Complement hyperactivation, angiopathic thrombosis, and protein-losing enteropathy is characterized by abdominal pain and diarrhea, primary intestinal lymphangiectasia, hypoproteinemic edema, and malabsorption. Some patients also exhibit bowel inflammation, recurrent infections associated with hypogammaglobulinemia, and/or angiopathic thromboembolic disease. Patient T lymphocytes show increased complement activation, causing surface deposition of complement and generating soluble C5a (Ozen et al., 2017).
Vomiting
MedGen UID:
12124
Concept ID:
C0042963
Sign or Symptom
Forceful ejection of the contents of the stomach through the mouth by means of a series of involuntary spasmic contractions.
Hepatic failure
MedGen UID:
88444
Concept ID:
C0085605
Disease or Syndrome
A disorder characterized by the inability of the liver to metabolize chemicals in the body. Causes include cirrhosis and drug-induced hepatotoxicity. Signs and symptoms include jaundice and encephalopathy. Laboratory test results reveal abnormal plasma levels of ammonia, bilirubin, lactic dehydrogenase, and alkaline phosphatase.
Failure to thrive
MedGen UID:
115900
Concept ID:
C0231246
Finding
Failure to thrive (FTT) refers to a child whose physical growth is substantially below the norm.
Hepatic fibrosis
MedGen UID:
116093
Concept ID:
C0239946
Disease or Syndrome
The presence of excessive fibrous connective tissue in the liver. Fibrosis is a reparative or reactive process.
Hypoalbuminemia
MedGen UID:
68694
Concept ID:
C0239981
Finding
A condition in which albumin level in blood (SERUM ALBUMIN) is below the normal range. Hypoalbuminemia may be due to decreased hepatic albumin synthesis, increased albumin catabolism, altered albumin distribution, or albumin loss through the urine (ALBUMINURIA).
Antithrombin III deficiency
MedGen UID:
75781
Concept ID:
C0272375
Disease or Syndrome
Deficiency of antithrombin III is a major risk factor for venous thromboembolic disease. Two categories of AT-III deficiency have been defined on the basis of AT-III antigen levels in the plasma of affected individuals. The majority of AT-III deficiency families belong in the type I (classic) deficiency group and have a quantitatively abnormal phenotype in which antigen and heparin cofactor levels are both reduced to about 50% of normal. The second category of AT-III deficiency has been termed type II (functional) deficiency. Affected individuals from these kindreds produce dysfunctional AT-III molecules; they have reduced heparin cofactor activity levels (about 50% of normal) but levels of AT-III antigen are often normal or nearly normal (summary by Bock and Prochownik, 1987). The 2 categories of antithrombmin III deficiency have been classified further. Type I (low functional and immunologic antithrombin) has been subdivided into subtype Ia (reduced levels of normal antithrombin), and type Ib (reduced levels of antithrombin and the presence of low levels of a variant). Type II (low functional but normal immunologic antithrombin) has been subdivided into subtype IIa (functional abnormalities affecting both the reactive site and the heparin-binding site of AT3); subtype IIb (functional abnormalities limited to the reactive site); and subtype IIc (functional abnormalities limited to the heparin-binding site) (summary by Lane et al., 1992).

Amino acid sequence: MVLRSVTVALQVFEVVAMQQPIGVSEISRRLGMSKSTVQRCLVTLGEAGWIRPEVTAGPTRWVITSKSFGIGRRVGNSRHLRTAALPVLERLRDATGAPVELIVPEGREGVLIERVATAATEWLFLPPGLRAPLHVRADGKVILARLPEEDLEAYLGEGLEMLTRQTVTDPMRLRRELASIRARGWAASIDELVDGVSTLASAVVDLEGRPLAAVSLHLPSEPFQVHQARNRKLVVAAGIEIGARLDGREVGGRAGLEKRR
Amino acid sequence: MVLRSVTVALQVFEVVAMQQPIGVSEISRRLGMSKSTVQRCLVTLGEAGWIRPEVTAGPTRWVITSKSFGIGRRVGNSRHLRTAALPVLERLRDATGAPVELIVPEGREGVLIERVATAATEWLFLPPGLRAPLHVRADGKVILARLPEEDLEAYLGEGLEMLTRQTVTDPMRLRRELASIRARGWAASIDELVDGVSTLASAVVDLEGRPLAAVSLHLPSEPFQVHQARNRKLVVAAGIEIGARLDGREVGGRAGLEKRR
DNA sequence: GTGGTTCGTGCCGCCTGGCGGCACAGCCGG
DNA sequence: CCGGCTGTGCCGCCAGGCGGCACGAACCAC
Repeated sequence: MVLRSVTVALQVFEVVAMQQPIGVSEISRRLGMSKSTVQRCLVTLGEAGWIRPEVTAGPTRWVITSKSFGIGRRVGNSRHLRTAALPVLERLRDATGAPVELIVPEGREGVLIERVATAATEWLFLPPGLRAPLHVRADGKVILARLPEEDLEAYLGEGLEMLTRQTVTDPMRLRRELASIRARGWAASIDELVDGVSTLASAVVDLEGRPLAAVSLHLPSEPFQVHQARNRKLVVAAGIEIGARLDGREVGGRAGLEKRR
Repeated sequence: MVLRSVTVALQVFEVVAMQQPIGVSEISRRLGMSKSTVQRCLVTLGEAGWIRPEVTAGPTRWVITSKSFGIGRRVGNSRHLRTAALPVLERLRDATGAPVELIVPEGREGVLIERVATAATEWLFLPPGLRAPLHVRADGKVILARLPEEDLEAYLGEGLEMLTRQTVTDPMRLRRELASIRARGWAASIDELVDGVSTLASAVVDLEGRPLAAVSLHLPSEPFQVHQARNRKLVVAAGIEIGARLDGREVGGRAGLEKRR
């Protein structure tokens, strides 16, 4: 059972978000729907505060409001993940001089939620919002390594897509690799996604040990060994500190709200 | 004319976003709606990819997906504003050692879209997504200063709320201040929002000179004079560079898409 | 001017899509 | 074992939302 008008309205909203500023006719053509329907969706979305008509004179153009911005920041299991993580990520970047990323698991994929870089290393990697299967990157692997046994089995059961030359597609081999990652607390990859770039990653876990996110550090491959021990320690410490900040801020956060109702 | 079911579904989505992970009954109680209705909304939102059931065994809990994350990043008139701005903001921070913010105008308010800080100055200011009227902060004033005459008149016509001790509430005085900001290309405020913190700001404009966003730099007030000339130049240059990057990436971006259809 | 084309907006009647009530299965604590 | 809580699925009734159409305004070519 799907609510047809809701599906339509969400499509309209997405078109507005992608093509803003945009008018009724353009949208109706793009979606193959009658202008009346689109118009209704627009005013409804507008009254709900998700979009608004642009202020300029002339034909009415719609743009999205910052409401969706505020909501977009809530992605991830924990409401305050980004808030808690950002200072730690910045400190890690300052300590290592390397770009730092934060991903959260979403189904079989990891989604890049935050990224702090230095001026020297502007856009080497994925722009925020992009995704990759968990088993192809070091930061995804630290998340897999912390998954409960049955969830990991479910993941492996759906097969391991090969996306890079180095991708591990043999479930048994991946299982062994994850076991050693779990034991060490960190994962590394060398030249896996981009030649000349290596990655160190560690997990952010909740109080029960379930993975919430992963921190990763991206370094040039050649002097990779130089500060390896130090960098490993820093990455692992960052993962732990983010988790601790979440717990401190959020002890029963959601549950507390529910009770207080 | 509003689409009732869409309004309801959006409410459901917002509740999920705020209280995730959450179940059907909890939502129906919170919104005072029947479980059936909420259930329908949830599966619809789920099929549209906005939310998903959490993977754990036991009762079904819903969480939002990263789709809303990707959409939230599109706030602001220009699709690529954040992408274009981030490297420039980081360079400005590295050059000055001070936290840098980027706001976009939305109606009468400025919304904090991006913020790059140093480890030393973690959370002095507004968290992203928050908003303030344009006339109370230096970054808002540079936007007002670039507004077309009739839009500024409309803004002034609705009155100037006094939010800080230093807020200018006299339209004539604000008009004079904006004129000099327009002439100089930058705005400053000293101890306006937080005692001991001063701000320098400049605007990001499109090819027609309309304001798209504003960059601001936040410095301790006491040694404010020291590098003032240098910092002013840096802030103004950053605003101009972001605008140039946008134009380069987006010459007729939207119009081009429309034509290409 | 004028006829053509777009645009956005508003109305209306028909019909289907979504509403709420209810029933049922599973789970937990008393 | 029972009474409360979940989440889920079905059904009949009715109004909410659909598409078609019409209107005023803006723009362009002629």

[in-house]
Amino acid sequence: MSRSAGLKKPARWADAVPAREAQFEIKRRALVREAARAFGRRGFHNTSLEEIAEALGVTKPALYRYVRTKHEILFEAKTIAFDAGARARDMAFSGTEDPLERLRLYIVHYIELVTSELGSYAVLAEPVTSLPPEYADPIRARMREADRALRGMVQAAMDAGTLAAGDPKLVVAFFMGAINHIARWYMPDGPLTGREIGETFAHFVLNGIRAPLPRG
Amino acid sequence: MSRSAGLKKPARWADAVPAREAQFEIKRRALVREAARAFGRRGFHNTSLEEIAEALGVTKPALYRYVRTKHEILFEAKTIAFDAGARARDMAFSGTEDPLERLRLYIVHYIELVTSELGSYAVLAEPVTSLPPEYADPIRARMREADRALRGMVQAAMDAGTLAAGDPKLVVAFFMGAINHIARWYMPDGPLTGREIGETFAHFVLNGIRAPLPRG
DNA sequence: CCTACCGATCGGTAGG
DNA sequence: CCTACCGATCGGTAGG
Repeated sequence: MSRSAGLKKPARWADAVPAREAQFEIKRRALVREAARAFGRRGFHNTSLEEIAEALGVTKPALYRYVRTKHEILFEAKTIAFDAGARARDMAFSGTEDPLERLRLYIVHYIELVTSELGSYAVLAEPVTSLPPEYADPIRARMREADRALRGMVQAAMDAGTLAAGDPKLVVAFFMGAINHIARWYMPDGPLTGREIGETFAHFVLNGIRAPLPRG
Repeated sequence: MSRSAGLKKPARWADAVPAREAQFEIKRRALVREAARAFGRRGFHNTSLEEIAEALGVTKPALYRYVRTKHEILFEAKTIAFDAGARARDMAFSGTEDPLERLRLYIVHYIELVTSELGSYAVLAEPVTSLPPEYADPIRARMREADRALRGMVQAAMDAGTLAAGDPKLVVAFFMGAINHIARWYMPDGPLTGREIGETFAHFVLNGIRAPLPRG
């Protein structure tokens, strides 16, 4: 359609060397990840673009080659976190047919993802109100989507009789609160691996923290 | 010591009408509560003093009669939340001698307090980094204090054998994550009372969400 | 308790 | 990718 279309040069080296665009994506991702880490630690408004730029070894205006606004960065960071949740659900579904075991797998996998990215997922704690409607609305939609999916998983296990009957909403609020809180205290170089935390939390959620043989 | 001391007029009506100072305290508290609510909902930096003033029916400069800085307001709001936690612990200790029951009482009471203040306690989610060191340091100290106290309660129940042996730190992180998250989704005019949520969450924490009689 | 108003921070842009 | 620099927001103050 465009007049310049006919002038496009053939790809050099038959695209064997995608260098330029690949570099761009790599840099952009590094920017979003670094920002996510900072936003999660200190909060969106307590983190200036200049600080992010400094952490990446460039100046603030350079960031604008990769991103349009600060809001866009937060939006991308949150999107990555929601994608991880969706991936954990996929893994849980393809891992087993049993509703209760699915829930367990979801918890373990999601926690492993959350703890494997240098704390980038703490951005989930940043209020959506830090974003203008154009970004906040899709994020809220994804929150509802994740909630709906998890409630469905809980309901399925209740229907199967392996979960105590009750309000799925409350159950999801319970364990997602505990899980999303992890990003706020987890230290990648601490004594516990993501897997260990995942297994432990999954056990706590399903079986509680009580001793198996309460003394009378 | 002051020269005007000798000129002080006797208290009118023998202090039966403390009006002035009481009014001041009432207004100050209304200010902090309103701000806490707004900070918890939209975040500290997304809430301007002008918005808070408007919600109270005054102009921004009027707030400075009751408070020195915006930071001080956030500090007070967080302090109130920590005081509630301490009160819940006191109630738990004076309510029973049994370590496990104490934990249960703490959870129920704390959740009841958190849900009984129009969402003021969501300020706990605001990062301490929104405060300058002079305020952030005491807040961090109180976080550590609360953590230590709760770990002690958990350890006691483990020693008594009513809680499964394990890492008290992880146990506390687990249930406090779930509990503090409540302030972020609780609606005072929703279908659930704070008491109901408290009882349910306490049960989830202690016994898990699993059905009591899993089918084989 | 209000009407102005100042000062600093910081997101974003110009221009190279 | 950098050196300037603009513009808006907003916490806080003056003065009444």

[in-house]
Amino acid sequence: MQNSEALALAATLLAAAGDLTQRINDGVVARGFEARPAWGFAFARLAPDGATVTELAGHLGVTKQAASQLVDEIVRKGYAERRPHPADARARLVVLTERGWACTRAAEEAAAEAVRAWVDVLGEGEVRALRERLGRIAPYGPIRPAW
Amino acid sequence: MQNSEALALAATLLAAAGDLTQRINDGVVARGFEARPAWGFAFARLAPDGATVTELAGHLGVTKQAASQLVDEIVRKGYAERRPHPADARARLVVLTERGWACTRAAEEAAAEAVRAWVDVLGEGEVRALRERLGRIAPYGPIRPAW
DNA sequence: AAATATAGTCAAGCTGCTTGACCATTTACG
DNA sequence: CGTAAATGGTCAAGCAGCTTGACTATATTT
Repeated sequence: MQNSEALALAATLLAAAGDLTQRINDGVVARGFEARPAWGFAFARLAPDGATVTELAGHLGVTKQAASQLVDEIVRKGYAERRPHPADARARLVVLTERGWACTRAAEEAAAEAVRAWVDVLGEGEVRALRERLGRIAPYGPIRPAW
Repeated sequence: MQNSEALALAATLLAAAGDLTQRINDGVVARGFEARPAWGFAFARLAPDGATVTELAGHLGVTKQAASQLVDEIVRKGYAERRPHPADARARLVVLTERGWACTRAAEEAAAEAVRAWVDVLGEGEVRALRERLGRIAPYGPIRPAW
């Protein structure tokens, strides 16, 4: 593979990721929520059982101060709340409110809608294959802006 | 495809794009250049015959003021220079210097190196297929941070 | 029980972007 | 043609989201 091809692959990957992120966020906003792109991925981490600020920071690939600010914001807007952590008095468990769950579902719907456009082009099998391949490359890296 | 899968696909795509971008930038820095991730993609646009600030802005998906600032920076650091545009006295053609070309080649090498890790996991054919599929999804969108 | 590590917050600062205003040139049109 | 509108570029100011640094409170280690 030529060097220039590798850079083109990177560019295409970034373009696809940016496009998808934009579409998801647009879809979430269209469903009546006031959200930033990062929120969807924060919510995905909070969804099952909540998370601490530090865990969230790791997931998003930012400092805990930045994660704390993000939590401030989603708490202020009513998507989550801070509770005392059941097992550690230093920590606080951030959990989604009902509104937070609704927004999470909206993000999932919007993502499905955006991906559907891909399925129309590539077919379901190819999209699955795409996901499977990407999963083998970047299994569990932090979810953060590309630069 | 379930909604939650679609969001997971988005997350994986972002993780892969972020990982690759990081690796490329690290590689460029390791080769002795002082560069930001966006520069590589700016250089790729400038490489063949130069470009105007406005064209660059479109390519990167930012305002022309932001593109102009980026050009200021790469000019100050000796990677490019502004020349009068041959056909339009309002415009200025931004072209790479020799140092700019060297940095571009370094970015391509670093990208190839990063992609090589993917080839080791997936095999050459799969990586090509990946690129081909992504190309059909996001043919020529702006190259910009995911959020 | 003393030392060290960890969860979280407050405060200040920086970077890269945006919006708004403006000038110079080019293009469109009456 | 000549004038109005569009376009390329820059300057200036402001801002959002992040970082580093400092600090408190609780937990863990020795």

Abnormal bleeding
MedGen UID:
264316
Concept ID:
C1458140
Disease or Syndrome
A coagulation disorder characterized by a tendency for excessive bleeding.
Type I transferrin isoform profile
MedGen UID:
324900
Concept ID:
C1837899
Finding
Abnormal transferrin isoform profile consistent with a type I congenital disorder of glycosylation. In the traditional nomenclature for congenital disorders of glycosylation, absence of entire glycans was designated type I, and loss of one or more monosaccharides as type II.
Hyperinsulinemic hypoglycemia
MedGen UID:
351247
Concept ID:
C1864903
Disease or Syndrome
An increased concentration of insulin combined with a decreased concentration of glucose in the blood.
Villous atrophy
MedGen UID:
892490
Concept ID:
C4020747
Finding
The enteric villi are atrophic or absent.
MedGen UID:
505035
Concept ID:
CN001789

Term Hierarchy

CClinical test,  RResearch test,  OOMIM,  GGeneReviews,  VClinVar  
Follow this link to review classifications for Congenital disorder of glycosylation type 1B in Orphanet.

Recent clinical studies

Etiology

Hegarty R, Hadzic N, Gissen P, Dhawan A
Eur J Pediatr 2015 Oct;174(10):1387-92. Epub 2015 Apr 24 doi: 10.1007/s00431-015-2540-6. PMID: 25902754

Diagnosis

Hegarty R, Hadzic N, Gissen P, Dhawan A
Eur J Pediatr 2015 Oct;174(10):1387-92. Epub 2015 Apr 24 doi: 10.1007/s00431-015-2540-6. PMID: 25902754
Jaeken J, Lefeber D, Matthijs G
Eur J Hum Genet 2014 Sep;22(9) Epub 2014 Feb 26 doi: 10.1038/ejhg.2014.29. PMID: 24569608Free PMC Article
Schroeder AS, Kappler M, Bonfert M, Borggraefe I, Schoen C, Reiter K
J Inherit Metab Dis 2010 Dec;33 Suppl 3:S497-502. Epub 2011 Jan 16 doi: 10.1007/s10545-010-9252-x. PMID: 21240668

Therapy

Schroeder AS, Kappler M, Bonfert M, Borggraefe I, Schoen C, Reiter K
J Inherit Metab Dis 2010 Dec;33 Suppl 3:S497-502. Epub 2011 Jan 16 doi: 10.1007/s10545-010-9252-x. PMID: 21240668

Prognosis

Hegarty R, Hadzic N, Gissen P, Dhawan A
Eur J Pediatr 2015 Oct;174(10):1387-92. Epub 2015 Apr 24 doi: 10.1007/s00431-015-2540-6. PMID: 25902754